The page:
Kodak to Discontinue IR B&W Film? A Letter Writing Campaign Ensues
Dear Fellow Photographers,
As you may be aware, Kodak has announced plans to discontinue manufacture and distribution of HIE-135 infrared film by the end of December 2007.
Below I have copied an email sent to Patrick Hamilton, Public Relations Director, Kodak CDG EAMER: email@example.com Mr. Hamilton has encouraged me to write Kodak and is aware of this email campaign to save HIE-135. He has assured me that he will get the messages to the appropriate people. I ask you to please take a moment and write an email to Kodak. Copy my letter if you like, or simply "Please reverse plans to discontinue or delete manufacture and distribution of HIE-135 infrared film". Even if you never use film again, please consider those of us who do and make this tiny effort. Every email counts.
I have posted this message to Photo.net, APUG, The Infared Forum, flickr's IR group, and others. If any of you know of other forums I should post to please send me that information. Also if you know of any possible press exposure for the cause, that would be a big boost.
Please contact me at firstname.lastname@example.org. Thank you for your assistance. I know we can make this happen if we try!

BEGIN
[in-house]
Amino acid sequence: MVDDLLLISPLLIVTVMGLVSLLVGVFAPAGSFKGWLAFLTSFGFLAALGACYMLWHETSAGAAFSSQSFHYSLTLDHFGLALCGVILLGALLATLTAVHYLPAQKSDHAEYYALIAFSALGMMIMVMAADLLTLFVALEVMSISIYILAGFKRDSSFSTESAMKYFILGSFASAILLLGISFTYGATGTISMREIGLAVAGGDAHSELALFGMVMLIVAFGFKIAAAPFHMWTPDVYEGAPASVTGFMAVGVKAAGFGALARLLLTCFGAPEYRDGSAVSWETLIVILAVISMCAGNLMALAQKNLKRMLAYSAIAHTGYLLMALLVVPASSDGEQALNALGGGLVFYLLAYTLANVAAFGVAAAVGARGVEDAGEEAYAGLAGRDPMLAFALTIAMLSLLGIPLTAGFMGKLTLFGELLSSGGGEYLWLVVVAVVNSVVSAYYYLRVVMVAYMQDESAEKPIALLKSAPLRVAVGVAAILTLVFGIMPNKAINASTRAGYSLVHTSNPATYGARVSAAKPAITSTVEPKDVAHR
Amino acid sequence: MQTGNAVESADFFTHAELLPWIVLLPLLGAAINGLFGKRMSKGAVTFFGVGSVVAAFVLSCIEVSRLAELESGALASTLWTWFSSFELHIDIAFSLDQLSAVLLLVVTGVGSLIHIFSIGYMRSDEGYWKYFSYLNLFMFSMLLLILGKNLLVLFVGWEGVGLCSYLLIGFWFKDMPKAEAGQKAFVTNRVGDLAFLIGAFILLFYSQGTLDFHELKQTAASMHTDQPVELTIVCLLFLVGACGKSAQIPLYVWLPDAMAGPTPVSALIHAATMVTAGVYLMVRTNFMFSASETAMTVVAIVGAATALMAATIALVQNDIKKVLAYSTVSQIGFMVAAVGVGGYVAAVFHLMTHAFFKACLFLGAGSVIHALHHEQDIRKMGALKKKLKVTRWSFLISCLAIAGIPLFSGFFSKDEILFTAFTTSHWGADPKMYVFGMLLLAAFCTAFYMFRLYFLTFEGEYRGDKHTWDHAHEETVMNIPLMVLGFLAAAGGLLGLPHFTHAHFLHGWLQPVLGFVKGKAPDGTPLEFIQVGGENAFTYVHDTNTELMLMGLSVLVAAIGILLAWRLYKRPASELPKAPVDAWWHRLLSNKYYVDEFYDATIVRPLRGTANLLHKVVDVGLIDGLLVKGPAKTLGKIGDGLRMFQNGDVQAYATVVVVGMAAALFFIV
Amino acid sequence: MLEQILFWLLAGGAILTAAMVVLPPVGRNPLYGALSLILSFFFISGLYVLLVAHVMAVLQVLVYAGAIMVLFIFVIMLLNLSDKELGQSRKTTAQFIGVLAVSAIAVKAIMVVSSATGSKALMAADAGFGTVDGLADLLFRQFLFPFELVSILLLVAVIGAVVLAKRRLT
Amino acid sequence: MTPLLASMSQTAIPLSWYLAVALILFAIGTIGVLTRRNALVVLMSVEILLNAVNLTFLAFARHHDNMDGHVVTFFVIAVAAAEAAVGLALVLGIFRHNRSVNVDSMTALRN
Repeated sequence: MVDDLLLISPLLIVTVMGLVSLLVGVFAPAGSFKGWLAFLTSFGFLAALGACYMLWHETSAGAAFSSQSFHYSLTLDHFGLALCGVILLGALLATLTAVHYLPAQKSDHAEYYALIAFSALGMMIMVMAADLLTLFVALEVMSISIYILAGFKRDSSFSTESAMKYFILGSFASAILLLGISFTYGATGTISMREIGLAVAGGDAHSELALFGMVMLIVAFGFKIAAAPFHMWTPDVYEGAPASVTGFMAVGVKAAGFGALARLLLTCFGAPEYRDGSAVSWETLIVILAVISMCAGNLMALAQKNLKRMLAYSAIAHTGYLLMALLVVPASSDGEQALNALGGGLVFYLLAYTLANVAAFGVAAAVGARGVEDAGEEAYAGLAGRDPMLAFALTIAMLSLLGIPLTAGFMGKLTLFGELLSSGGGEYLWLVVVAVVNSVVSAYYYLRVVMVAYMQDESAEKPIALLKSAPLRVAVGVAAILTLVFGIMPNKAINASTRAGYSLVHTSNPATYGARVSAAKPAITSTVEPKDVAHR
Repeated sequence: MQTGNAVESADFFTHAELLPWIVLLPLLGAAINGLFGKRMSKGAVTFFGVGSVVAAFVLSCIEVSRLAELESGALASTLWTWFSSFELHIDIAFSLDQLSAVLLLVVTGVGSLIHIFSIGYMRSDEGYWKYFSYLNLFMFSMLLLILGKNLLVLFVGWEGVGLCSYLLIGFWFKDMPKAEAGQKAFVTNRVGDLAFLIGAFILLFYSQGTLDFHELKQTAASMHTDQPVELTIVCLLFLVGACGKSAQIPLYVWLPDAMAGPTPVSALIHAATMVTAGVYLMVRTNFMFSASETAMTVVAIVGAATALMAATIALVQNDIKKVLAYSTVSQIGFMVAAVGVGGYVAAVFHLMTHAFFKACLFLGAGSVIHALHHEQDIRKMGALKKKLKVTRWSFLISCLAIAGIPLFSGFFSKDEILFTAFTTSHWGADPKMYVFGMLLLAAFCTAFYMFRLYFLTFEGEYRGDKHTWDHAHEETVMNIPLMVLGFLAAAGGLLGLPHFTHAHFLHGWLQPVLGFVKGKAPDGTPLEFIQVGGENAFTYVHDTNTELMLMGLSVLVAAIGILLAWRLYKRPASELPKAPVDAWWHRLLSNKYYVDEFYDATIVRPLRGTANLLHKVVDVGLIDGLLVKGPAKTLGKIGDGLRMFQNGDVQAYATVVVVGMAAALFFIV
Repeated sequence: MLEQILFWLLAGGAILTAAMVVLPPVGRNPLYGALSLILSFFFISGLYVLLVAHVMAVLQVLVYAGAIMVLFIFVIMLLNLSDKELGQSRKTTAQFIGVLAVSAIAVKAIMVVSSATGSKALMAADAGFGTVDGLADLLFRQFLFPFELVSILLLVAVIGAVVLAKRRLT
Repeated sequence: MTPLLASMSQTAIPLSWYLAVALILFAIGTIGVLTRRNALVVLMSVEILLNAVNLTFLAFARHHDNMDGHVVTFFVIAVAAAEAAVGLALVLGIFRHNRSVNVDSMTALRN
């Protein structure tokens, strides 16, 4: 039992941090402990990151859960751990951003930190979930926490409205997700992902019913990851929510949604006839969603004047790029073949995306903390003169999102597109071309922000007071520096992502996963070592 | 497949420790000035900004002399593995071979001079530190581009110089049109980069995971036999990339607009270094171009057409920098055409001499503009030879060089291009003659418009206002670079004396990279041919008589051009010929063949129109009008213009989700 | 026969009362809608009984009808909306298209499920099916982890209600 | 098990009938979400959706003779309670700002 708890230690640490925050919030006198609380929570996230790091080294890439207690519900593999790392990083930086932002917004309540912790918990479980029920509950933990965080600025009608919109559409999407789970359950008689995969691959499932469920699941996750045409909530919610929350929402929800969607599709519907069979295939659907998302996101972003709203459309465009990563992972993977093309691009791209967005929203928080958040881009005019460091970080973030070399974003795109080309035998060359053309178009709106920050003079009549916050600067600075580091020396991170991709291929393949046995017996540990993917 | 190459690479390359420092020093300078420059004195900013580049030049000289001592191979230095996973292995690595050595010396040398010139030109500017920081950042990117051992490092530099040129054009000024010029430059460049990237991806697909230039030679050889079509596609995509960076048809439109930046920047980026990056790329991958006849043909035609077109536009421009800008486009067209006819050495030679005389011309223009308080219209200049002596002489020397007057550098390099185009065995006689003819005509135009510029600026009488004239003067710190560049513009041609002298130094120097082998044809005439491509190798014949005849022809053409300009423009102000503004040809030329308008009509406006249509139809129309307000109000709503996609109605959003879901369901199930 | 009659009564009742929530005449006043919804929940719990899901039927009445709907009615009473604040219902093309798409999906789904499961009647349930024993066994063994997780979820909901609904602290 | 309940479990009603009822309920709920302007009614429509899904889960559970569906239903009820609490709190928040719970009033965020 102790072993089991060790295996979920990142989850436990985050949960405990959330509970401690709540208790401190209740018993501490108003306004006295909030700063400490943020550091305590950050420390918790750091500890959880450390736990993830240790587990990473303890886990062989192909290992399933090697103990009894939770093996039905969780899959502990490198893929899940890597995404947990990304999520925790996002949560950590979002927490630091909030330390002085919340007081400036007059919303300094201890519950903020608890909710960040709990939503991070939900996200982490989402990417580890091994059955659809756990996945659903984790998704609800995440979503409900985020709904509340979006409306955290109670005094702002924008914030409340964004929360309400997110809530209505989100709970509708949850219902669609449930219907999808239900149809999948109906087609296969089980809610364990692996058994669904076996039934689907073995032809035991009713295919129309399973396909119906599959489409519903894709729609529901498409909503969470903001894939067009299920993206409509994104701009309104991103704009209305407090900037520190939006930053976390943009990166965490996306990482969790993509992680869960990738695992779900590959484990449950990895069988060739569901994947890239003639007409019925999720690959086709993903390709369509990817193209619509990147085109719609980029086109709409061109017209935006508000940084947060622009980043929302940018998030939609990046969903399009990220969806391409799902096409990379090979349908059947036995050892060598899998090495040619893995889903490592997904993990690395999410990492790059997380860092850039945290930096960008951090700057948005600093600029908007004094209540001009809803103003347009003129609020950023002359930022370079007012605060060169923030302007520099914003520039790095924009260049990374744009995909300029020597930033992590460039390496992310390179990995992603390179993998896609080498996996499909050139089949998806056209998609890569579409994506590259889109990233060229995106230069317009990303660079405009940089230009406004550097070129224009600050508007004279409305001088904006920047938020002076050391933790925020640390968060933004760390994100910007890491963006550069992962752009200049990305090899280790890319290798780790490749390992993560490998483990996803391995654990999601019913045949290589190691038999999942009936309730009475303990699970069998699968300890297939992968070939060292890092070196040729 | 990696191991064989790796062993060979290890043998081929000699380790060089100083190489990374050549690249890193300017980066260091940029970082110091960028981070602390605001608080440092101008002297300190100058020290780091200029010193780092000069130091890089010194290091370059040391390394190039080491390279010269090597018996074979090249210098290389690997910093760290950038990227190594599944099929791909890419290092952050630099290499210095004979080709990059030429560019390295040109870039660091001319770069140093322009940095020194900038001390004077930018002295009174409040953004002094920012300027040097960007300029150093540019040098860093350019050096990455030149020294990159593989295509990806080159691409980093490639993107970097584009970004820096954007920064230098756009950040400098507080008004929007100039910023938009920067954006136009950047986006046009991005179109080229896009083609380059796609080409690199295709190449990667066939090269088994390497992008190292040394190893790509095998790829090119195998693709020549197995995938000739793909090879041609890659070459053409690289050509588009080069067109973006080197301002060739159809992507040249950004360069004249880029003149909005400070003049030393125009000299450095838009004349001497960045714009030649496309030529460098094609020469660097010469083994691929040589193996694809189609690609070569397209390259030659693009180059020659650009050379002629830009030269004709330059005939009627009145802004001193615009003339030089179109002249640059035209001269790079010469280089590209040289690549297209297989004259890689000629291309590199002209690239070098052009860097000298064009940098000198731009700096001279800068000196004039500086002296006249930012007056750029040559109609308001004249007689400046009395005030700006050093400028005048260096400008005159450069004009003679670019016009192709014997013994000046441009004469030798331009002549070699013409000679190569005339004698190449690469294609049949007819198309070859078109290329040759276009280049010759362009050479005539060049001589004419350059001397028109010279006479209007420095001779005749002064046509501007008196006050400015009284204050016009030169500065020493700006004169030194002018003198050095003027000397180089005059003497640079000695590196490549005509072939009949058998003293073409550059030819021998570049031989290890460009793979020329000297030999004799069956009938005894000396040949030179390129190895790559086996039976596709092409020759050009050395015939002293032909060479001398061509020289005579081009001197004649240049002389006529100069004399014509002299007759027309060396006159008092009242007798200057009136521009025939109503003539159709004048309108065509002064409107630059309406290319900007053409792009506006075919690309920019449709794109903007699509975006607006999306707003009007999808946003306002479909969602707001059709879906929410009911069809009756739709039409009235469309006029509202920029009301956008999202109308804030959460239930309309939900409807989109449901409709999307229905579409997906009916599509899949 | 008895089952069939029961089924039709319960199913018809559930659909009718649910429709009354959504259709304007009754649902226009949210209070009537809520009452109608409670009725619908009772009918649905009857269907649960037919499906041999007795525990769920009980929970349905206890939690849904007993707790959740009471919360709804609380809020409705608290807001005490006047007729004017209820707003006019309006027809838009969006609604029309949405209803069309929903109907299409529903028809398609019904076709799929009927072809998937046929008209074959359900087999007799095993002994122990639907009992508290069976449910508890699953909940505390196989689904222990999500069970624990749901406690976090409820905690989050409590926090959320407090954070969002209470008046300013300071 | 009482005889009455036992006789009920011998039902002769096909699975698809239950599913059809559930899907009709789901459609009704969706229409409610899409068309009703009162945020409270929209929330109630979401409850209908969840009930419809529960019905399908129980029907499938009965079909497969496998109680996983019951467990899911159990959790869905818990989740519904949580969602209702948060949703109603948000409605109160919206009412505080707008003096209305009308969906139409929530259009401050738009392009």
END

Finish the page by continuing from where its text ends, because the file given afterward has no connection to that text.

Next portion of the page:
James C. Williams
This message is to be distributed to those responsible for the choice to delete or discontinue Kodak's HIE-135 infrared film. The purpose of this message is to persuade those people to reverse that choice.
Among the many applications of photography there is a unique type of film that produces very unusual photographs, infrared film. It's initial and major commercial purpose has been for scientific and security purposes. However, aside from these mundane applications, a much more visually appealing application is fine art photography using infrared film.
Many fine art photographers recognize the great benefits of using film and prefer film to digital. In the case of infrared photography, there are many people trying different approaches to using digital cameras, but that system has problems to be solved and the results are not nearly as good as those produced by HIE-135. Among other infrared films, HIE-135 is also unique and superior. The extended range of 900nm produces a greater sensitivity to the infrared spectrum, and the absence of an anti-halide backing makes it ideal for producing images evoking surreal and ethereal properties that no other film produces. No other film manufacturer producing infrared film today makes a film like HIE-135.
Discontinuing the manufacture and distribution of HIE-135 infrared film will mean that photographers like myself will have to compromise future bodies of work. It will mean that perhaps the best infrared photographer, Simon Marsden, who has dedicated 35 years to producing thousands of images on HIE-135, will have to either adapt or end his career now.
The responsibility of a creative medium for many people lies in this decision.
It not only represents the choice to stop making a specific type of film, but
is indicative of the future of all film. Kodak was responsible for the popularity
of photography, and needs to be responsible for safeguarding the future of it
James C. Williams
Photographer specializing in infrared photography.
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